All that conspiracists need to do to sustain their beliefs in the face of widespread debunking, then, is replace one experiment-related hypothesis with an alternative, refutation-undermining hypothesis and their pet theory is safe. A study shows that — contra the claims of 9/11 truthers — jet fuel can, in fact, burn hot enough to melt the steel that comprised the infrastructure of the World Trade Center? Oh yeah, well, such a refutation assumes that the exact same kind of jet fuel powering the planes on 9/11 was used in the experiment. And that the tested steel was insulated in the same way it was in the actual building. And that those conducting the study weren’t paid agents of the New World Order who falsified their data to cover up the conspiracy! By declaring any one of these theories false and asserting its inverse, the conspiracist calls the refutation into question.

Although this move does not settle the matter, it does successfully shift the locus of the debate from one theory to another. Now, in order to contest the original theory — say, that a substance is poisonous or that jet fuel can’t melt steel — the skeptic must defend her refutation by contesting a new, inverse hypothesis e.g., that the test subject was slipped an antidote or that the experimenters used the wrong sort of jet fuel. From here, the infinite regress becomes visible: in order to falsify this new inverse theory, the skeptic must present another refutation which, in turn, will rest on another layer of theories which the conspiracist might contradict with an additional inverse theory—again shifting the locus of the debate in what has become a progression with no necessary conclusion.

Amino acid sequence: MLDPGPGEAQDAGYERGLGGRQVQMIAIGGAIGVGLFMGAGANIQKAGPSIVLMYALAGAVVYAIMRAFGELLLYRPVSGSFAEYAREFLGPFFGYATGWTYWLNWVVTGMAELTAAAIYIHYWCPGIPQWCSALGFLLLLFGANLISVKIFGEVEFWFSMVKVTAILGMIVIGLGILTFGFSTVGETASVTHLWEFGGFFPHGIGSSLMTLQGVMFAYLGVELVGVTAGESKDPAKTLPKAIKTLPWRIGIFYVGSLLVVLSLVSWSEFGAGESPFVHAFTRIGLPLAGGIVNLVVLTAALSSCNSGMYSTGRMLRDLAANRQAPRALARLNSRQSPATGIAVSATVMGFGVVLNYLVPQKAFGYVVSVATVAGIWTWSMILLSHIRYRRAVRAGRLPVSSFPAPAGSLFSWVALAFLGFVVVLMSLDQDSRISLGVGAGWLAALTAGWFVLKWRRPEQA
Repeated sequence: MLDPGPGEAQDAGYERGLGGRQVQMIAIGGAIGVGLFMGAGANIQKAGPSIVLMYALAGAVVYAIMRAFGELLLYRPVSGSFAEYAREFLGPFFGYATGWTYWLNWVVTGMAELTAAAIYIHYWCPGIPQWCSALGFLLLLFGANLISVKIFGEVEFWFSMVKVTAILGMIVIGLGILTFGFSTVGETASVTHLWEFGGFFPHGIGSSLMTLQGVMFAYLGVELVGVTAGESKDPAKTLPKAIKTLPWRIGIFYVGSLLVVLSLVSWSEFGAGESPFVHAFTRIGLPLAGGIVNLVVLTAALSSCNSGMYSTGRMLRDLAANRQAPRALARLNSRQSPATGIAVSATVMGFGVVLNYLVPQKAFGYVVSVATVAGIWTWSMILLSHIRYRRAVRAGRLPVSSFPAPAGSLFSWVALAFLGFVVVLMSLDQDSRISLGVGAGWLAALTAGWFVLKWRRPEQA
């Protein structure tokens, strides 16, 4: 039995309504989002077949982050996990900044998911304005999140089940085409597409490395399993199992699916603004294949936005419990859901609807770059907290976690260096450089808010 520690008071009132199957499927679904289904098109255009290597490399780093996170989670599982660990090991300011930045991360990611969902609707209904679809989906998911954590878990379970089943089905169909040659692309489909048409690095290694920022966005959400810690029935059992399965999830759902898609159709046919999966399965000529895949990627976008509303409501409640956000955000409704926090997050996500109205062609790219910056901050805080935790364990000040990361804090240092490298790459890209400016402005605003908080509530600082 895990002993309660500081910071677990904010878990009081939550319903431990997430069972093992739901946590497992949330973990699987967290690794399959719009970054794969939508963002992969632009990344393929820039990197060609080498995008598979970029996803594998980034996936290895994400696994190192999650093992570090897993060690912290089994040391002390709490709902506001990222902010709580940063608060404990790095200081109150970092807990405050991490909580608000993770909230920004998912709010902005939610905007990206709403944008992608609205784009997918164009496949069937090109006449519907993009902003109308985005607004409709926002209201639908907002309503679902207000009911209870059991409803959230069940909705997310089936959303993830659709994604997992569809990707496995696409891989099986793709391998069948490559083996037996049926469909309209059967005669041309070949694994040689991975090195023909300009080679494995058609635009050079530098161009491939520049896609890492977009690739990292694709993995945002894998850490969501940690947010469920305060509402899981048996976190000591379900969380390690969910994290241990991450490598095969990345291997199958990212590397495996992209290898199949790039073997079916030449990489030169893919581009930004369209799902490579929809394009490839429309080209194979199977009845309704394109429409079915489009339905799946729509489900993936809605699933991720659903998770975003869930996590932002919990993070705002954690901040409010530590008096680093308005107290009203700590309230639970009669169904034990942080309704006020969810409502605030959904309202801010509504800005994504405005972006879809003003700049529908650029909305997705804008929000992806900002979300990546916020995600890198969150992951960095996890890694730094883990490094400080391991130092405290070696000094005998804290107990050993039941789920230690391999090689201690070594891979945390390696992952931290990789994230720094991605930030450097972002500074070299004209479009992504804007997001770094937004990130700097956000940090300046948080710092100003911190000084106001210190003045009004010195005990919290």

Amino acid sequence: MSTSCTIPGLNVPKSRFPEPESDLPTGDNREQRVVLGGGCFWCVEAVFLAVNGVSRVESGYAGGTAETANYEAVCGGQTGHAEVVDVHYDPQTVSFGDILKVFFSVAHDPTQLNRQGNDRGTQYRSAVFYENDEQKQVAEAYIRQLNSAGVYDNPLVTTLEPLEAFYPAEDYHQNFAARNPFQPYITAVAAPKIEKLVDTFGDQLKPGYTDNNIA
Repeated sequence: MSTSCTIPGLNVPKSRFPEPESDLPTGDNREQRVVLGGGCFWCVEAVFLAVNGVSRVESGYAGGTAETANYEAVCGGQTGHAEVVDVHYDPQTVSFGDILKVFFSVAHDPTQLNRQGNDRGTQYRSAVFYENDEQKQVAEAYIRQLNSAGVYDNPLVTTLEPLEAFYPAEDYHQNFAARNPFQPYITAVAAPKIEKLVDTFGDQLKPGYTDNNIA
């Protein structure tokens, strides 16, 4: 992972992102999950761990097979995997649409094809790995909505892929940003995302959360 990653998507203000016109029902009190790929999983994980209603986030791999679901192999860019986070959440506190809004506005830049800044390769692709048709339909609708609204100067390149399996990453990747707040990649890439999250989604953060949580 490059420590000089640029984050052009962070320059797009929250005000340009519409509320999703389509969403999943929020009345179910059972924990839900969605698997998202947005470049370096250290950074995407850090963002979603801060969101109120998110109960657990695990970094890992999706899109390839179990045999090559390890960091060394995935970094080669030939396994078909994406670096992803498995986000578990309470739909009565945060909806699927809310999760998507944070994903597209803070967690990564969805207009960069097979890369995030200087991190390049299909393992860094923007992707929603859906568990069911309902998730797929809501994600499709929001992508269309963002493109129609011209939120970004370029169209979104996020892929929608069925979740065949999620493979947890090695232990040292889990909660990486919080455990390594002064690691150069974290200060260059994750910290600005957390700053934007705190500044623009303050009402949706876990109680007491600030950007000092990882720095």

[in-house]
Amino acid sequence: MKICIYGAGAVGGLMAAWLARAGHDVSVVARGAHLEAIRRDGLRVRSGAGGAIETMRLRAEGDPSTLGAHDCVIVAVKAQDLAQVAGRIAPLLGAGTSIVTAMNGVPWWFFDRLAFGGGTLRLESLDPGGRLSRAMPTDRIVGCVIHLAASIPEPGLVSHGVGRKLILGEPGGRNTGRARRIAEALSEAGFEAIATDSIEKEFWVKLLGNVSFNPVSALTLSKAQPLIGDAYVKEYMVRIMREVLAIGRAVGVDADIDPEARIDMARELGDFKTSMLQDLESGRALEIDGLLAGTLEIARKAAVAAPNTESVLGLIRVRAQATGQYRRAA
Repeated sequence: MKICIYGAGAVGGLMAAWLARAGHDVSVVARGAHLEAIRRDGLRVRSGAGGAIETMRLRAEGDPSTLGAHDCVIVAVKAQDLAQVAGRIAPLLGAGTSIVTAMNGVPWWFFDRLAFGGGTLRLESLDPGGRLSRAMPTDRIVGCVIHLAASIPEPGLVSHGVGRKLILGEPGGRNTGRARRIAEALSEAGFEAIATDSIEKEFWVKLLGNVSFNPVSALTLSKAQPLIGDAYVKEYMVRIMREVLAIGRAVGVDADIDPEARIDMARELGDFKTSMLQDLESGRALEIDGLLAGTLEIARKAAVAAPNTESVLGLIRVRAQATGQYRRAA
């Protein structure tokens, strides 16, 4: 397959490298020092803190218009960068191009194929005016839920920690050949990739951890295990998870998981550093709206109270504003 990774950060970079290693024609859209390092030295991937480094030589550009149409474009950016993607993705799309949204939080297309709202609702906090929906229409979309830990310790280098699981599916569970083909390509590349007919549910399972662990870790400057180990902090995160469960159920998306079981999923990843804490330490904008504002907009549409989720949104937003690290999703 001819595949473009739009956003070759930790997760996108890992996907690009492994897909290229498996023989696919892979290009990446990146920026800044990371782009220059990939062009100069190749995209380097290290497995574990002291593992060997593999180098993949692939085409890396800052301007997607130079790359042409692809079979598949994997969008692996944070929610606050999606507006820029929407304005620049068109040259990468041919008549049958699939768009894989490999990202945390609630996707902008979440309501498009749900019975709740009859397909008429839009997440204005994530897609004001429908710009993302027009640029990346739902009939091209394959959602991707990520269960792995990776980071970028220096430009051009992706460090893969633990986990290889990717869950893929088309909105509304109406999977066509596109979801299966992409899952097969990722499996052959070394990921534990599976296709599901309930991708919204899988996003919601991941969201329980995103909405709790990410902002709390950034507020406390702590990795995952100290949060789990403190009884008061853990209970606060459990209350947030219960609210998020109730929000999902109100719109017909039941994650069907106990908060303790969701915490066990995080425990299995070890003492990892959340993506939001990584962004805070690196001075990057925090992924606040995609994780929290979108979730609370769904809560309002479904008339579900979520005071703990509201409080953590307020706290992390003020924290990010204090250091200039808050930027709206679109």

To see this process unfold, it is worth skimming some of the online forums hosted by the Flat Earth Society, a presently existing group dedicated to arguing for the theory that the Earth is not round but flat. Though the membership appears to be divided between trolls and the occasional true believer, their methods in argument are identical—and highly instructive.

Popper was suspicious of this sort of ad hoc patching of theories with adjunct hypotheses, suggesting that it pushed the theories away from scientism and towards the realm of pseudoscience. And, indeed, the proliferation of pseudoscientific staples advertised on Jones’s website, including herbal remedies, anti-vaccine documentaries, and crank science lends additional support to such a view. However, as philosopher of science Imre Lakatos notes in Science and Pseudoscience, such behavior can hardly serve as a criterion for demarcating science from nonscience, as almost all scientists are guilty of the exact same move. For example, he challenges the reader to identify an experimental outcome that would convince a Newtonian scientist to give up Newtonian theory. It is hard to come up with a compelling case: no matter what sort of refutation was presented, such a scientist would almost certainly seek to explain it away as a mere aberration via the introduction of her own set of inverse hypotheses.